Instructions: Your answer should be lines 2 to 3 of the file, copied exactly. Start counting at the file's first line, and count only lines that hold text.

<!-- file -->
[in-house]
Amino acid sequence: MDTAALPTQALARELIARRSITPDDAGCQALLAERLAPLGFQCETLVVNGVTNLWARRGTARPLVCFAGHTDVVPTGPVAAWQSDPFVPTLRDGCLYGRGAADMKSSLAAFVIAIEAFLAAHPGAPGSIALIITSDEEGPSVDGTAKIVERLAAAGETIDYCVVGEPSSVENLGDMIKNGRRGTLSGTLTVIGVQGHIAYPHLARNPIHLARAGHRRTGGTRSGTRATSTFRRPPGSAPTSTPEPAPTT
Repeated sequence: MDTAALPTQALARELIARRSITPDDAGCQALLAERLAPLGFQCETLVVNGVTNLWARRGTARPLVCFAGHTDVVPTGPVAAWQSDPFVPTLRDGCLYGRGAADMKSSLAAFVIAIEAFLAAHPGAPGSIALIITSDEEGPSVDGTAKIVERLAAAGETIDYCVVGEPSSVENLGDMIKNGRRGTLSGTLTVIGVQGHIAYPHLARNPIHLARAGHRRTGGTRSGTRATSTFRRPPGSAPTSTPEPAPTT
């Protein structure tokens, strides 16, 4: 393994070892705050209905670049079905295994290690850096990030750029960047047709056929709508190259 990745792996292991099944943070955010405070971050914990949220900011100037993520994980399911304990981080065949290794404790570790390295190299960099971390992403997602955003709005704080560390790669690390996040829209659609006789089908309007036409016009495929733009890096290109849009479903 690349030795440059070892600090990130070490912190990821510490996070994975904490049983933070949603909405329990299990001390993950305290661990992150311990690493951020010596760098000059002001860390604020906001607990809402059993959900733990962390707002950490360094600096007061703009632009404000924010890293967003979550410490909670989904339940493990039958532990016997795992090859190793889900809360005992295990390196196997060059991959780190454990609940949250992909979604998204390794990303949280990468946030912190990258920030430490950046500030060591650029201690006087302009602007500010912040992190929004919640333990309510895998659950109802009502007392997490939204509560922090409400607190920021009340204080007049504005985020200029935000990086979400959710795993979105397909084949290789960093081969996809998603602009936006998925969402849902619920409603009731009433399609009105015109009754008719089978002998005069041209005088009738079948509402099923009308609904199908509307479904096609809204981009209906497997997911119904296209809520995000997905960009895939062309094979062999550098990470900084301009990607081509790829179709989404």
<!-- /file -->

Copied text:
Amino acid sequence: MDTAALPTQALARELIARRSITPDDAGCQALLAERLAPLGFQCETLVVNGVTNLWARRGTARPLVCFAGHTDVVPTGPVAAWQSDPFVPTLRDGCLYGRGAADMKSSLAAFVIAIEAFLAAHPGAPGSIALIITSDEEGPSVDGTAKIVERLAAAGETIDYCVVGEPSSVENLGDMIKNGRRGTLSGTLTVIGVQGHIAYPHLARNPIHLARAGHRRTGGTRSGTRATSTFRRPPGSAPTSTPEPAPTT
Repeated sequence: MDTAALPTQALARELIARRSITPDDAGCQALLAERLAPLGFQCETLVVNGVTNLWARRGTARPLVCFAGHTDVVPTGPVAAWQSDPFVPTLRDGCLYGRGAADMKSSLAAFVIAIEAFLAAHPGAPGSIALIITSDEEGPSVDGTAKIVERLAAAGETIDYCVVGEPSSVENLGDMIKNGRRGTLSGTLTVIGVQGHIAYPHLARNPIHLARAGHRRTGGTRSGTRATSTFRRPPGSAPTSTPEPAPTT